How to Make a Psychological Retro Design in Photoshop

by Matt Wood February 26, 2020

Behind the Door - A Psychological Retro Illustration

As a kid I loved old films of the 50s and early 60s - especially cheesy science fiction (with a side of horror for fun if you don’t mind!). It wasn’t just the stories that intrigued me back then, it was the bombastic scores, the dramatic lighting, the self-important dialog and characters that you had to acquire a taste for – it was ALL of it!

It was the vibe that the whole production would communicate that most captivated me. If it pushed my disbelief just a bit further than I was willing to suspend it, they had me.

To see what I mean, do yourself a favor and watch the 1963 movie The Man with X-Ray Eyes with Ray Milland, a favorite of mine, then and now. When I started creating illustrations for clients in the style that I’m showcasing here (HiFi) it was my chance to convey that same inner feeling I had as a kid to others.

I love creating concepts in this style, imbibing them with a bit of grit, drama and nostalgia – always hoping I’ve been able to push the image just enough to take the viewer just beyond their disbelief… then I know that have them!

My Mystery Movie Still

I love making retro photo illustrations - it’s like directing a scene in an old movie that no one has ever seen. In this tutorial I take a few random images and create what could be a still image from an over-the-top psychological mystery. Come along and learn how I do it.

Note: For clarity, this image will be 5” x 7” at 300dpi – knowing this will make all the function settings I suggest accurate.

Beginning with the Background

One thing I like to try to mimic is old grainy film stock. It’s not difficult as long as you know how to Add Noise to an image and play around with Gaussian Blur. The only other secret I add in is enlarging a section of the “noised” sample before blurring it.

Main Character and Glow

Adding a slight glow around the main character adds interest to the scene. Again, it’s easy with Gaussian Blur.

Eye Beam and Head Opening Elements

The Eye Beam is the element that gives this visual element that ties together the narrative – it’s easy to create but will need some special attention as this tutorial continues. The head opening is where all the action takes place – it’s easy to create but also requires a few steps to fill and finesse.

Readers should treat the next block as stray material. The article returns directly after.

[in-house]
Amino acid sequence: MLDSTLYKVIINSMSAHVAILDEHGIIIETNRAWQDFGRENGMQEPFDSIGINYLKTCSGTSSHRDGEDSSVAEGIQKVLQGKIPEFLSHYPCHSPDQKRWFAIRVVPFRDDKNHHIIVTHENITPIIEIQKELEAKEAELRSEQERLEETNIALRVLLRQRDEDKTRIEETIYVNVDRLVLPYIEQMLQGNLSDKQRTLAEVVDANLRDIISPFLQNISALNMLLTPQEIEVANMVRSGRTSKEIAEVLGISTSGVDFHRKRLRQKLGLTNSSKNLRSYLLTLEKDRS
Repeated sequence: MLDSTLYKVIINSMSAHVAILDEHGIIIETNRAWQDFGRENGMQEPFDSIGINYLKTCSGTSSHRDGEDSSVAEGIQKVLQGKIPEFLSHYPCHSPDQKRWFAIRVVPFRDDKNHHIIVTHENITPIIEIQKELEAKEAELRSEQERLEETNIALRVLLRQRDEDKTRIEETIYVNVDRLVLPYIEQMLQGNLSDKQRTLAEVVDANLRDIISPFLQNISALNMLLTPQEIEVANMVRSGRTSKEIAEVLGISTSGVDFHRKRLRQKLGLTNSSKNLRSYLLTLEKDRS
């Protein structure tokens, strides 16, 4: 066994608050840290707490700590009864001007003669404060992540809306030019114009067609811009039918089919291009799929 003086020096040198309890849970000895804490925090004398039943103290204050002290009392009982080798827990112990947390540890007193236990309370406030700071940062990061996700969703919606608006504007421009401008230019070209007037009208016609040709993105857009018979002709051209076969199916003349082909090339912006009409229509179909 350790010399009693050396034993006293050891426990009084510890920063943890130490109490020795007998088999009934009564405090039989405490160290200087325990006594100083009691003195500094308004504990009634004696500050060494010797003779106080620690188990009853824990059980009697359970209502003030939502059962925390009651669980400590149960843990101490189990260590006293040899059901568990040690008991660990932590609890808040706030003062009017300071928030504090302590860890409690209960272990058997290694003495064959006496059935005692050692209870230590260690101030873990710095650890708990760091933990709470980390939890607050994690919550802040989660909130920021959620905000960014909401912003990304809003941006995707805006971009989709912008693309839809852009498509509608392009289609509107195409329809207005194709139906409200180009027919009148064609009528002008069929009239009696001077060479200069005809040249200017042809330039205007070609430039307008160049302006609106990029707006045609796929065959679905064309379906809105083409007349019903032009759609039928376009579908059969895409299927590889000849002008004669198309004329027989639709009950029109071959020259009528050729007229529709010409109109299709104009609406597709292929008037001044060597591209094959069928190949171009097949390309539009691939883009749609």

To insert the elements you will be using the Paste Into function a number of times.

More Elements in the Head Opening

Layers of elements inside the head space creates a narrative focal point. The layers we will insert create an interesting depth. Initially, the elements being placed in the space will look raw but later we will be adding depth and nuance by using the Burn Tool to add shading and shadowing which will make it feel ‘real’.

Creating Keyhole for the Door in Head Opening

Making elements for this image is pretty easy and straight forward – making the keyhole element is very easy. Finessing the eye beam so that it looks like it goes into the keyhole is also very simple.

Finessing the Eye Beam

M finessing of the Eye Beam happens in this next set of steps. What we do here will weave the beam in and out of the elements of the image and create an interesting path for the eye to follow.

Finessing the Head Opening & Main Character Elements

Head Opening Elements: Selecting elements on either side of the door element will give you the ability to add targeted shading and shadowing using the Burn Tool. In using the Burn Tool I cycle through darkening all three levels of the art: Highlights, Midtones and Shadow. I also adjust the Exposure levels of the Burn Tool from about 10% to 20% as I do this targeted shading both in the additional shading I did with the head opening elements and on the main character hair and face.

Final Touches – Targeted Blurring

In finishing up the image I use the Blur Tool judiciously. I find this can create a pseudo-depth-of-field feel which adds an interesting feel to the overall image. Basically, anywhere there is a cut edge of an image I will add blurring. But in some areas I will add more blurring than others to create a more pronounced pseudo-depth-of-field. 

With all of these tips and tricks you can make a memorable image of your own. Keep experimenting and find techniques that excite you!





Matt Wood
Matt Wood

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